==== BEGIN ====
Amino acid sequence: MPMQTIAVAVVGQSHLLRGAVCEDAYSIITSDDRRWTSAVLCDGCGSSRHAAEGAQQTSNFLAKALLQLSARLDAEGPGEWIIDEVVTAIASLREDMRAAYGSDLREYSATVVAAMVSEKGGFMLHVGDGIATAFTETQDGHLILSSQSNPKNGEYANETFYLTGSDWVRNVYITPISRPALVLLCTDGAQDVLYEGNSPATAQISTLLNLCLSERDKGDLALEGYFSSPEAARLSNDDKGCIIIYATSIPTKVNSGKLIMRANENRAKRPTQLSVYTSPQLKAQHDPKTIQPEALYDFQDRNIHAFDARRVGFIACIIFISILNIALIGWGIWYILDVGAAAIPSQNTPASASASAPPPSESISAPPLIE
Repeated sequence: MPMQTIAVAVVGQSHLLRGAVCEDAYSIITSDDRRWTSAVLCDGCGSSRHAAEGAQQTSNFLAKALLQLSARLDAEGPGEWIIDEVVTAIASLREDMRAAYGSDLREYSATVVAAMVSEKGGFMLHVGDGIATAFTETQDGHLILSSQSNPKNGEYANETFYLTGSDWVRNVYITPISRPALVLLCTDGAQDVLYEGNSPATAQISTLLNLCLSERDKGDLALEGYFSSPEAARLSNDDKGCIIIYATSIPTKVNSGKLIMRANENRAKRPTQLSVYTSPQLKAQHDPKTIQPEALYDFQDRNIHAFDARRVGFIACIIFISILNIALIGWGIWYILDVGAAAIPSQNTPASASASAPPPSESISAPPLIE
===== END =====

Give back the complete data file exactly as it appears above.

Amino acid sequence: MPMQTIAVAVVGQSHLLRGAVCEDAYSIITSDDRRWTSAVLCDGCGSSRHAAEGAQQTSNFLAKALLQLSARLDAEGPGEWIIDEVVTAIASLREDMRAAYGSDLREYSATVVAAMVSEKGGFMLHVGDGIATAFTETQDGHLILSSQSNPKNGEYANETFYLTGSDWVRNVYITPISRPALVLLCTDGAQDVLYEGNSPATAQISTLLNLCLSERDKGDLALEGYFSSPEAARLSNDDKGCIIIYATSIPTKVNSGKLIMRANENRAKRPTQLSVYTSPQLKAQHDPKTIQPEALYDFQDRNIHAFDARRVGFIACIIFISILNIALIGWGIWYILDVGAAAIPSQNTPASASASAPPPSESISAPPLIE
Repeated sequence: MPMQTIAVAVVGQSHLLRGAVCEDAYSIITSDDRRWTSAVLCDGCGSSRHAAEGAQQTSNFLAKALLQLSARLDAEGPGEWIIDEVVTAIASLREDMRAAYGSDLREYSATVVAAMVSEKGGFMLHVGDGIATAFTETQDGHLILSSQSNPKNGEYANETFYLTGSDWVRNVYITPISRPALVLLCTDGAQDVLYEGNSPATAQISTLLNLCLSERDKGDLALEGYFSSPEAARLSNDDKGCIIIYATSIPTKVNSGKLIMRANENRAKRPTQLSVYTSPQLKAQHDPKTIQPEALYDFQDRNIHAFDARRVGFIACIIFISILNIALIGWGIWYILDVGAAAIPSQNTPASASASAPPPSESISAPPLIE